49ers reel in foes on heavy tackles Young, Stubblefield occupy vital center of San Fran. defense

November 14, 1996|By Dave Reddy | Dave Reddy,SPECIAL TO THE SUN

SANTA CLARA, Calif. -- It is easy to tell Bryant Young and Dana Stubblefield apart. Young is a quiet, rock-like 280-pounder whose pass rush has drawn comparisons to the Green Bay Packers' Reggie White. Stubblefield is a gregarious 290-pounder with a roundish frame and tree-trunk legs.

As different as they are, it is rare that the San Francisco 49ers' starting defensive tackles are mentioned separately. Which is fine by them. After all, the comments usually involve superlatives, such as Dallas Cowboys coach Barry Switzer's statement last week that Stubblefield and Young "are the two best players at the position as a tandem."

"When one is mentioned, the other is right there in the same sentence," said Young, whose team will play host to the Ravens on Sunday. "I guess that means we play well together."

Though they must share the spotlight, Stubblefield and Young lead a defense that has shifted the focus from William Floyd, Jerry Rice and that other Young, Steve. For once, the 49ers are 7-3 not because of their offense, but in spite of it. Defense has helped San Francisco remain a Super Bowl contender. And that defense starts with its tackles.

Both players say that they didn't know if they would have the opportunity to excel in San Francisco. Stubblefield, who came out of Kansas in 1993, and Young, drafted from Notre Dame in 1994, each expected to play in the shadow of the 49ers' offense.

But Stubblefield, who was the 26th choice overall, was one of the draft's biggest surprises in 1993. In his first season, he was named NFL Defensive Rookie of the Year. In the past two seasons, he has played in the Pro Bowl.

Young, chosen seventh overall in 1994, also was NFL Defensive Rookie of the Year. After missing part of last season with a right ankle injury, he has become a Pro Bowl favorite this season with RTC 44 tackles and eight sacks.

"I don't think there's ever been anyone quite like Bryant Young," said Dwight Clark, the 49ers' director of football operations. "He just launches people like Reggie White."

It seems Stubblefield, who has 27 tackles, one sack and an interception, has been surpassed by Young this season. But, both said, that is merely a matter of statistics -- and their statistics may as well be combined.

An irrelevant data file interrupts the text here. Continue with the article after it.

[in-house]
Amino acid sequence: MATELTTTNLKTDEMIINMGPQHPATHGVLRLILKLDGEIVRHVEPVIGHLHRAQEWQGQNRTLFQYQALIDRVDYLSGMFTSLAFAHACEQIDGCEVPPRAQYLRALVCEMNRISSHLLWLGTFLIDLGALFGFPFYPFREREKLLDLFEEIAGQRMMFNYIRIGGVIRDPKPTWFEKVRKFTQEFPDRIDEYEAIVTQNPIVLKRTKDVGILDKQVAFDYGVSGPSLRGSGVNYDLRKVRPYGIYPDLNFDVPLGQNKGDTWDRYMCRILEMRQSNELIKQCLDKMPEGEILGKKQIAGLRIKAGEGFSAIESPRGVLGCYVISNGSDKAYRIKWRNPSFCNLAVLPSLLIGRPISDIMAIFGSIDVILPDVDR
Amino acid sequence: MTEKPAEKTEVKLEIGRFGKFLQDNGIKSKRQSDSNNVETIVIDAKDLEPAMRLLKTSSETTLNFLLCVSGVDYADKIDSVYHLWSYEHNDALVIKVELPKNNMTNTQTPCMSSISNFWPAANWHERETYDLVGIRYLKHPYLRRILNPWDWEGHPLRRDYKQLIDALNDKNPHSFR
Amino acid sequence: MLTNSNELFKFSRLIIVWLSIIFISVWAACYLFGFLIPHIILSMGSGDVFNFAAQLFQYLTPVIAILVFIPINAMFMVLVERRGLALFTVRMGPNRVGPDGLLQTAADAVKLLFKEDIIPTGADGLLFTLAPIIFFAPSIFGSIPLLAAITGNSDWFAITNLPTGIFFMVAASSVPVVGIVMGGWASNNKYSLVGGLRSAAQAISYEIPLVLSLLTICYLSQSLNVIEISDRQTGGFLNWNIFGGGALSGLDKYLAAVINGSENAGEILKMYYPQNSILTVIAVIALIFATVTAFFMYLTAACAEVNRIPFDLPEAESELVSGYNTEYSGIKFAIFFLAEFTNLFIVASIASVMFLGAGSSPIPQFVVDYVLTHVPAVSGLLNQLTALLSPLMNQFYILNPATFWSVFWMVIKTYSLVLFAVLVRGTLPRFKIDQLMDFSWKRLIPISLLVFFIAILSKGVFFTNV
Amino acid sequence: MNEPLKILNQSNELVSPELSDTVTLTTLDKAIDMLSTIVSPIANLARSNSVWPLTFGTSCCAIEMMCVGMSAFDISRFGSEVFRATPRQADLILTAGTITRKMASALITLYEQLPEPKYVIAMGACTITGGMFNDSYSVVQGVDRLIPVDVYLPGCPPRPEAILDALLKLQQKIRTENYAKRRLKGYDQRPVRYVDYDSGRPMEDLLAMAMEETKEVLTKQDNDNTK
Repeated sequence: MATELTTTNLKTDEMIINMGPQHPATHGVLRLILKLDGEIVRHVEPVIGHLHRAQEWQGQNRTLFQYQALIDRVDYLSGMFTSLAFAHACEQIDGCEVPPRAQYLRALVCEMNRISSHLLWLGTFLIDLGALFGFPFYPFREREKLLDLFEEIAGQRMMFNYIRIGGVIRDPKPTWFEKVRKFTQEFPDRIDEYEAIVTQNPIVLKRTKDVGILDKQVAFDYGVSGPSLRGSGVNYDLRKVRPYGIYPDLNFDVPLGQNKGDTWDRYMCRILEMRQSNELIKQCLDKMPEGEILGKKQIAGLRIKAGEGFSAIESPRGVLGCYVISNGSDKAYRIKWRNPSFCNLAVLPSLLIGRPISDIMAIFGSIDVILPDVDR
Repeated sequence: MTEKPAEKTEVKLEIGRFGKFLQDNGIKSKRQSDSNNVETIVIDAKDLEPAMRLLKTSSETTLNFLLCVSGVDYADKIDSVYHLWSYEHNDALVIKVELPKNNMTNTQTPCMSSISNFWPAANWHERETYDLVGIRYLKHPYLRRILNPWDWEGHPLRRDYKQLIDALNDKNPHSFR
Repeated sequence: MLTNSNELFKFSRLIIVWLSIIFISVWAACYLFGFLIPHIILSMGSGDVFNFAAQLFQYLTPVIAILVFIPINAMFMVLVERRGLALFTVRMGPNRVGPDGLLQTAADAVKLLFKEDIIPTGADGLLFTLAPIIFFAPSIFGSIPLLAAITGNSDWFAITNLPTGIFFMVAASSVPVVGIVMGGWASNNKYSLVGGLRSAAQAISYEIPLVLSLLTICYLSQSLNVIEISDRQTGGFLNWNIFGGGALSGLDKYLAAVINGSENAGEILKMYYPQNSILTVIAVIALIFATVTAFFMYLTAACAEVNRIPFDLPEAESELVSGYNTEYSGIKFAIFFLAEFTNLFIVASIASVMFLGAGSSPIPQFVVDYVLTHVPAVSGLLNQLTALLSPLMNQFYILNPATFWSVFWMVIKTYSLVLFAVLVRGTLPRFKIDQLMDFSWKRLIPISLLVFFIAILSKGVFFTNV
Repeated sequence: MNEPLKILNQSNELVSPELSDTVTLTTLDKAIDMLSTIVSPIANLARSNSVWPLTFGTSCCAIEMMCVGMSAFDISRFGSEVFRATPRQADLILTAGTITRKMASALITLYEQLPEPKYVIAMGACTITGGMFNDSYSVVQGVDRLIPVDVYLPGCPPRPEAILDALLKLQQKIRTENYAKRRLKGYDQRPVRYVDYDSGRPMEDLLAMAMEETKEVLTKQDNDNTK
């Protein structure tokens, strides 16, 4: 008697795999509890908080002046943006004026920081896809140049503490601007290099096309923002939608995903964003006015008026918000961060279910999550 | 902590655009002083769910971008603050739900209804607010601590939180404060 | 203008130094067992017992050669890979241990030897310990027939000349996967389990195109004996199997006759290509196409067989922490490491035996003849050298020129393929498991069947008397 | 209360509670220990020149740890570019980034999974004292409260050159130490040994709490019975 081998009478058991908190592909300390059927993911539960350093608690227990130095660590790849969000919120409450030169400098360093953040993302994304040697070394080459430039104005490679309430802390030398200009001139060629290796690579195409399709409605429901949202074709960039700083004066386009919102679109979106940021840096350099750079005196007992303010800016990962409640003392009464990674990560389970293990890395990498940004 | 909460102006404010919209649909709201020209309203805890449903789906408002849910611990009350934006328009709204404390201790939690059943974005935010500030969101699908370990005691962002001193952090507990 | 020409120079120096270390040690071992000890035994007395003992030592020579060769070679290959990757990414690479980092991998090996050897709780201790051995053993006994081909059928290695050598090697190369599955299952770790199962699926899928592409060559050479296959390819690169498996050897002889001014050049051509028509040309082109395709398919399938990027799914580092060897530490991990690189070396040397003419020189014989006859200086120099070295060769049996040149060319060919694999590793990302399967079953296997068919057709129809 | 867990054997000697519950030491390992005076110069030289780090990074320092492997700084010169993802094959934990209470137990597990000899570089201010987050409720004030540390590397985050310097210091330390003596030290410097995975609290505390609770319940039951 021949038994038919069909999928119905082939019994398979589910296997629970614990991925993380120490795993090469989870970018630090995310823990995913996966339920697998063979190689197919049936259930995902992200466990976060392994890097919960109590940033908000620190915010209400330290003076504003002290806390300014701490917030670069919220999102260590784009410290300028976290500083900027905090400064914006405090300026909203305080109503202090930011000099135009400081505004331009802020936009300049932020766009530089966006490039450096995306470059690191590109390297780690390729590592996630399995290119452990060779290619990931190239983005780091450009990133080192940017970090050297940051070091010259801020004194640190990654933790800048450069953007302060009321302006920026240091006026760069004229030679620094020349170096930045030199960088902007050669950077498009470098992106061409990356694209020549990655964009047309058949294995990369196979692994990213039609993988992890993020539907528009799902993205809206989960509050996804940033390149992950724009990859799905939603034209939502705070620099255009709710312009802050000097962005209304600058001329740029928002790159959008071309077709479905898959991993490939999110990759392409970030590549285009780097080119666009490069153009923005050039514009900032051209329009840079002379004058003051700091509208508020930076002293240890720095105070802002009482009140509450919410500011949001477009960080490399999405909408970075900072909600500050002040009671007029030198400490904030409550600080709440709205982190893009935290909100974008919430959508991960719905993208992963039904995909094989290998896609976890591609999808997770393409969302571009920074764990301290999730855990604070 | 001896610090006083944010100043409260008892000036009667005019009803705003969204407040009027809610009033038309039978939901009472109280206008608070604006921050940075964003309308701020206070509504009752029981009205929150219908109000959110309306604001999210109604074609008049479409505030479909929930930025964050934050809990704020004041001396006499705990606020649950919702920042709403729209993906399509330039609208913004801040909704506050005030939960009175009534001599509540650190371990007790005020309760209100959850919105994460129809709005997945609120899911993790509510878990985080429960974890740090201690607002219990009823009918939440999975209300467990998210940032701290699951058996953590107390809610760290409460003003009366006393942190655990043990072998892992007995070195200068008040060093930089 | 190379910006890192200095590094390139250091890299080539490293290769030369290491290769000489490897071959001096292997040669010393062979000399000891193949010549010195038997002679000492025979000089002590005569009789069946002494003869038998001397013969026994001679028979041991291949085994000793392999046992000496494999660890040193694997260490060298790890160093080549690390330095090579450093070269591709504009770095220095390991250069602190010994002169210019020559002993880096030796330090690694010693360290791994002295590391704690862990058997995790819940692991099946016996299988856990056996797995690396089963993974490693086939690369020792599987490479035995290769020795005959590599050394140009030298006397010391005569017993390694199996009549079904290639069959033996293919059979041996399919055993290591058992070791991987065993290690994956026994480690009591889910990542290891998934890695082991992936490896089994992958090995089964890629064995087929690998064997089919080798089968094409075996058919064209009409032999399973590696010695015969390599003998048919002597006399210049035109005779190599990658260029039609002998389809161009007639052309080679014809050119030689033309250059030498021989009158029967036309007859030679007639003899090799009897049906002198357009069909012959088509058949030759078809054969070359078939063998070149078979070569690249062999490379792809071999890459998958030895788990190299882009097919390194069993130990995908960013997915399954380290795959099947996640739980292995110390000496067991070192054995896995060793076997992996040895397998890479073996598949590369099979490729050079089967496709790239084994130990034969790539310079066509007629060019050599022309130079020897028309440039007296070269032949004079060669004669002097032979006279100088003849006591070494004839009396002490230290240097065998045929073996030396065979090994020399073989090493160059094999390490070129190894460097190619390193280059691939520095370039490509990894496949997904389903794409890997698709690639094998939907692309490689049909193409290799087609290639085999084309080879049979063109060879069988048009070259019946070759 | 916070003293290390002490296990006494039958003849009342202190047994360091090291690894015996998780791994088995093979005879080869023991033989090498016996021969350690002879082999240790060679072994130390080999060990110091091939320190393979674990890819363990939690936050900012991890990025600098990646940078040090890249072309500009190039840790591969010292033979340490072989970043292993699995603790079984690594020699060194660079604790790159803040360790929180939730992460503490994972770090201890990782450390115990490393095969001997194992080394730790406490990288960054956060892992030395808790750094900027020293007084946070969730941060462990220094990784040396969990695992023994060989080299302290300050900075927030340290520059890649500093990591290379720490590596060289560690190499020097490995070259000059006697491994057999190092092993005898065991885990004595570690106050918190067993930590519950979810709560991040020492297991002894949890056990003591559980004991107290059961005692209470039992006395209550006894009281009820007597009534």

After all, while Stubblefield is being double-teamed, it is Young who has one fewer player to beat on his way to the backfield. And on some plays, while Young pursues the quarterback, Stubblefield drops into pass coverage to "cover some skinny, young thoroughbred," he said.

"Just because his numbers are down," Young said, "it doesn't mean he's having a bad season."

"It just means I'm doing my job," said Stubblefield, who led the team in sacks in 1993 and '94. "When I got here, my numbers were up. Now, they're down. When B.Y. got here, his numbers were down; now, they're up. It doesn't matter as long as one of us has the numbers."

The most important numbers have been the tiny ones put up by opposing backs. The 49ers have allowed 88.2 yards rushing per game, and teams have conceded that to beat San Francisco, they must attack the ends and defensive backs. To plow up the middle against Stubblefield and Young is a waste of time. Emmitt Smith gained most of his 81 yards in Dallas' 20-17 win over San Francisco Sunday around the ends.

"We rely on them to take away the middle," defensive coordinator Pete Carroll said. "We count on those guys to be block-on-block with the three guys in the middle. And that allows us to do other things."

Such as sending ends Roy Barker and Chris Doleman one-on-one with tackles and often on an easy route into the backfield. Barker and Doleman have combined for 13 sacks. And each compares this front line to the dominating foursome they were part of with the Minnesota Vikings in the early 1990s.

"I've played with a couple great tandems, like Henry Thomas and John Randle [in Minnesota]," Barker said. "I like having some stout guys in the middle. It eases some of the pressure. These guys are experts at jamming the run."

But experts can be expensive to keep together. There is some concern that Stubblefield and Young will be separated because they will be free agents at the end of next season. But, said Clark, he intends to keep them.

"They'll be expensive," he said. "But they're only going to get better."

Next for Ravens

Opponent: San Francisco 49ers

Site: 3Com Park, San Francisco

When: Sunday, 4 p.m.

TV/Radio: Ch. 11/WJFK (1300 AM), WLIF (101.9 FM)

Line: 49ers by 12

Pub Date: 11/14/96

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